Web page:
EDITORIAL

On Election Day cast a vote against cynicism

Posted:

Over these last few weeks the airwaves of Rhode Island have been bombarded with negative advertisements from candidates. It is a recipe for cynicism and apathy among the eligible voting public.

Despite the civic emptiness of many citizens, stands the call to civic duty and responsibility on the part of all Rhode Islanders. As the bishops of the United States have reminded the faithful, “in the Catholic Tradition, responsible citizenship is a virtue, and participation in political life is a moral obligation.”

On Nov. 2, the United States will once again exercise the greatness of her civic virtue as millions of Americans enter polling places in a free and democratic election. Here in Rhode Island, there are candidates for U.S. House of Representatives, the governor and general officers of the state, members of the state general assembly along with a host of local officials of the 39 cities and towns that are the subjects of the voting public. Therefore, every citizen of Rhode Island must defeat the cynicism that can destroy civic duty and the apathy that can attack the obligations of citizenship. This is especially true of Rhode Island’s large Catholic community who play an important part of the election of any candidate in the state.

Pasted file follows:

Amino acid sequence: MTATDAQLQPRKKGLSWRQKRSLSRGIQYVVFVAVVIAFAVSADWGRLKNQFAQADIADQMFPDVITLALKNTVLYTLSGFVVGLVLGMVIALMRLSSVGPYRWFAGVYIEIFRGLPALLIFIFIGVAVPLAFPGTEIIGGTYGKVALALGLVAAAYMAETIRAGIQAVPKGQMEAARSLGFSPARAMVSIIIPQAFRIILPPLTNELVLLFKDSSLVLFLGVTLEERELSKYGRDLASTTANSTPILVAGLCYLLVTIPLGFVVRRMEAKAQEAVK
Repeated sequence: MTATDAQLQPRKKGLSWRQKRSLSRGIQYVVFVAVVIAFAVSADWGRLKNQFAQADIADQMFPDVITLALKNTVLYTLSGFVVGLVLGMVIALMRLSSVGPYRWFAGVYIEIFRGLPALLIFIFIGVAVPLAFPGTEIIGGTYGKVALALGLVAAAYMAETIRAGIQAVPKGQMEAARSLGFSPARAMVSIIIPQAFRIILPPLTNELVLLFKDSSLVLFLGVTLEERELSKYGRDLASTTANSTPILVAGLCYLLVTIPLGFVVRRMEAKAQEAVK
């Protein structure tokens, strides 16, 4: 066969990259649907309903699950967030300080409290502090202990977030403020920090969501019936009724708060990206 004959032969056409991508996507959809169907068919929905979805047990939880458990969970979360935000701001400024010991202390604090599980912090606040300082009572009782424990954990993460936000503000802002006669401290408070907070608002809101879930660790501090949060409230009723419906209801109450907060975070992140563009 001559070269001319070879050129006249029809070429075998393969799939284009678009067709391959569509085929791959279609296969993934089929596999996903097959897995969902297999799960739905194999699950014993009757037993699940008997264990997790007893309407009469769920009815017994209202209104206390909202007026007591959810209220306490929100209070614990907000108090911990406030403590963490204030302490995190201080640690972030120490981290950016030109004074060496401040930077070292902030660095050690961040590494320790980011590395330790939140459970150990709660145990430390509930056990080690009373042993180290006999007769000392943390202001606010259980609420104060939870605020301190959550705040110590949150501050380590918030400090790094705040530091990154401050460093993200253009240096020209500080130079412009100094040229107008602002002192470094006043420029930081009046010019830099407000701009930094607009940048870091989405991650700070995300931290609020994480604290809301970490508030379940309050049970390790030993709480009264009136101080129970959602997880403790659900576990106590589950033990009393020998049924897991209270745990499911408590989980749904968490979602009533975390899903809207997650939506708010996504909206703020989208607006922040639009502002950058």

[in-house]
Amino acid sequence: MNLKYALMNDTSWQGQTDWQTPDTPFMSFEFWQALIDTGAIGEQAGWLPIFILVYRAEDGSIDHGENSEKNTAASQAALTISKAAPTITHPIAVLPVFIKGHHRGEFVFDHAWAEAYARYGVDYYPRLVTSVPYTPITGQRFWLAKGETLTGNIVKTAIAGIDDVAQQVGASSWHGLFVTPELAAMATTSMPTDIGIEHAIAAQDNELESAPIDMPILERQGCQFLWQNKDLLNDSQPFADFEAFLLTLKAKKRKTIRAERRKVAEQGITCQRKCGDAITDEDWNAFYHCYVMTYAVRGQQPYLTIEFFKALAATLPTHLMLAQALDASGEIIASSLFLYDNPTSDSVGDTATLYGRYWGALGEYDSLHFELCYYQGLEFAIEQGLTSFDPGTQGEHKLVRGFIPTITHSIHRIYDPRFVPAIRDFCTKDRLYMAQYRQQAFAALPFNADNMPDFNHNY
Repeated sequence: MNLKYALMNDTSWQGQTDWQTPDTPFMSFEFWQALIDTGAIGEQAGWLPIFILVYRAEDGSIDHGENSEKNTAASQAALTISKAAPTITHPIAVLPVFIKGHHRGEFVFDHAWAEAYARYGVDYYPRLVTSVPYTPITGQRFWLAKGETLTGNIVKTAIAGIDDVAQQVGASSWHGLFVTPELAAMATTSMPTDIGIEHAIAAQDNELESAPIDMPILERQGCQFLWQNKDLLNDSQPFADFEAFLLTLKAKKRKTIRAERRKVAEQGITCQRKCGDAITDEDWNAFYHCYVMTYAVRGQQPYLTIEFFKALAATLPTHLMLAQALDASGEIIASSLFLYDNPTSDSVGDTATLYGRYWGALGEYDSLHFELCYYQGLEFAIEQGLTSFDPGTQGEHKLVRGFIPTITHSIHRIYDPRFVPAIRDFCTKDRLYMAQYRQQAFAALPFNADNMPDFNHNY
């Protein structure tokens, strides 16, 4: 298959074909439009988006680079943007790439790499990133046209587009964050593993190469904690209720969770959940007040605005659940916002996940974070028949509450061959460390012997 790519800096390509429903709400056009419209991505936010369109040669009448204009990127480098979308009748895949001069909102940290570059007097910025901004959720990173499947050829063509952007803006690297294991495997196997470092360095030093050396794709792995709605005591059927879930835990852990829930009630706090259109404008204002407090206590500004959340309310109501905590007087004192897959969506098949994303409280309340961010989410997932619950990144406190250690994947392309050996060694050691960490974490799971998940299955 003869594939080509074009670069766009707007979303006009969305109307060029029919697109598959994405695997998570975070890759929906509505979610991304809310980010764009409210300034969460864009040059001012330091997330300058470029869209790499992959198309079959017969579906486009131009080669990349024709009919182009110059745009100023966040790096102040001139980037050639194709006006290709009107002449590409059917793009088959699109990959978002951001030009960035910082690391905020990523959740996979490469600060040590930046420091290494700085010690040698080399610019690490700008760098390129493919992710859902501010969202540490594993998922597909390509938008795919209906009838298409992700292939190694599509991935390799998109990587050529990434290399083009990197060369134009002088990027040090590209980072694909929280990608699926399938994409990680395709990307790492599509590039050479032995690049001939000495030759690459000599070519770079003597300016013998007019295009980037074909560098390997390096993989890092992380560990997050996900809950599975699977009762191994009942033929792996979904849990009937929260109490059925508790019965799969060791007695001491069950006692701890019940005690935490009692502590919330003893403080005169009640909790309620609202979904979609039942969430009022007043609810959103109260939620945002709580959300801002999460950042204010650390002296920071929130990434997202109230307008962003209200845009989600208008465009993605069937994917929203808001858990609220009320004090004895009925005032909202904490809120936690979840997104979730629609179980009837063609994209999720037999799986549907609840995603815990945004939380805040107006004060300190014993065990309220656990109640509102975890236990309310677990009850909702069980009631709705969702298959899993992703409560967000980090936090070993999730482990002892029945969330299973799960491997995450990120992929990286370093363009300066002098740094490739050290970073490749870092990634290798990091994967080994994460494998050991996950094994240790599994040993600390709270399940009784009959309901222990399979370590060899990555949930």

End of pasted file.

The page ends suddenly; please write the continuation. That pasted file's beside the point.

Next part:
The Catholic community of Rhode Island is large and diverse. It comprises every race and ethnic background and includes Republicans, Democrats and Independents. It crosses the state from the rural to the urban and includes all socio-economic classes from business executives to the working poor. However, each member of the Catholic community shares the same common commitment to protect the sanctity of human life and support the common good by standing with those who are poor, vulnerable and unprotected.

We encourage all citizens, especially Catholics, to embrace their citizenship not merely as a duty and privilege, but as an meaningful opportunity to participate in building a culture of life. Each and every voice matters on Election Day. Every vote counts on Election Day. As Catholics we are called to cast votes that defend human life, especially those of God's children who are unborn, disabled and vulnerable. We urge our fellow citizens to see beyond party politics, to analyze campaign rhetoric critically, to cast off the negative advertising and to choose their political leaders according to principle, not party affiliation or mere self-interest. On Nov. 2, the Catholic community of Rhode Island must not only defeat the cynicism and apathy of too many voters by simply voting, but vote responsibly and faithfully in building up a culture of life.